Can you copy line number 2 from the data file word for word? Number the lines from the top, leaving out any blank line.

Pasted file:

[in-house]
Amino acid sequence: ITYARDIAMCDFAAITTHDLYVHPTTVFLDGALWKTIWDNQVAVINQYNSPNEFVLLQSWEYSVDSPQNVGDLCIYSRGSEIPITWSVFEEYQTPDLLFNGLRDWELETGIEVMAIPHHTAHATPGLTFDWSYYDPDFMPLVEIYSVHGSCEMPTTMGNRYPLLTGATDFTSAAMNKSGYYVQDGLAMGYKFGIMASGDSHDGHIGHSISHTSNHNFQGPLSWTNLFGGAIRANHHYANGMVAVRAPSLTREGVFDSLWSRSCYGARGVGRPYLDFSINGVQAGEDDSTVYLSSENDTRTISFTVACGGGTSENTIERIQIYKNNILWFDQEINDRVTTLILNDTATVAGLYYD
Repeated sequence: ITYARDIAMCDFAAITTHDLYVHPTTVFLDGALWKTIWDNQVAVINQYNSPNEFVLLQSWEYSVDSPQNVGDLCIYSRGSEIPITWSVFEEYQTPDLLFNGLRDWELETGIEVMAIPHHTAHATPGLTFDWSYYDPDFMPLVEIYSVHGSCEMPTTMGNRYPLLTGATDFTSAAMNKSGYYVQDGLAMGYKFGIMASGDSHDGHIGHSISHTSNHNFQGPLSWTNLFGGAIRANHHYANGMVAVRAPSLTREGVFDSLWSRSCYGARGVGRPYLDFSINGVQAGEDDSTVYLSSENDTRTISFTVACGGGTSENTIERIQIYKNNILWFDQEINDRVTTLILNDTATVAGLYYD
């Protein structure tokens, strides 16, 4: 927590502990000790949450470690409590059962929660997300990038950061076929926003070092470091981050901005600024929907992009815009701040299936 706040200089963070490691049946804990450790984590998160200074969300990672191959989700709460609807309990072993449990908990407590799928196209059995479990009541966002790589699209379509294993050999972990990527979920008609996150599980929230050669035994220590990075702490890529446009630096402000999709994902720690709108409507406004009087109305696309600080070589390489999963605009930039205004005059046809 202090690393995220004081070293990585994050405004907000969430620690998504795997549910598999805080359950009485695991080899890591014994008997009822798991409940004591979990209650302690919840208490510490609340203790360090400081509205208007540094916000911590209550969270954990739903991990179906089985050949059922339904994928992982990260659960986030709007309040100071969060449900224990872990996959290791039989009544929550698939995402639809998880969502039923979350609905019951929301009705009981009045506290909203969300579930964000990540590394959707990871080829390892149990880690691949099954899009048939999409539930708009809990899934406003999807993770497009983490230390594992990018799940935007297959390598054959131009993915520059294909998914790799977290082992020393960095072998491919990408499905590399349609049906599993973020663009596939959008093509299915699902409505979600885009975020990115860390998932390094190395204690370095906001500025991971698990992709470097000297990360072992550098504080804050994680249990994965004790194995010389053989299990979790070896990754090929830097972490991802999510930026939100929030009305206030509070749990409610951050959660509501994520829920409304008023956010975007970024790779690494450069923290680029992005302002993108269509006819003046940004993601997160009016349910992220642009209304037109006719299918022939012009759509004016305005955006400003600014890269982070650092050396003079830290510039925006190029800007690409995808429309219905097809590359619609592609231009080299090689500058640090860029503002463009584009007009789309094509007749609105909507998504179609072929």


Amino acid sequence: ITYARDIAMCDFAAITTHDLYVHPTTVFLDGALWKTIWDNQVAVINQYNSPNEFVLLQSWEYSVDSPQNVGDLCIYSRGSEIPITWSVFEEYQTPDLLFNGLRDWELETGIEVMAIPHHTAHATPGLTFDWSYYDPDFMPLVEIYSVHGSCEMPTTMGNRYPLLTGATDFTSAAMNKSGYYVQDGLAMGYKFGIMASGDSHDGHIGHSISHTSNHNFQGPLSWTNLFGGAIRANHHYANGMVAVRAPSLTREGVFDSLWSRSCYGARGVGRPYLDFSINGVQAGEDDSTVYLSSENDTRTISFTVACGGGTSENTIERIQIYKNNILWFDQEINDRVTTLILNDTATVAGLYYD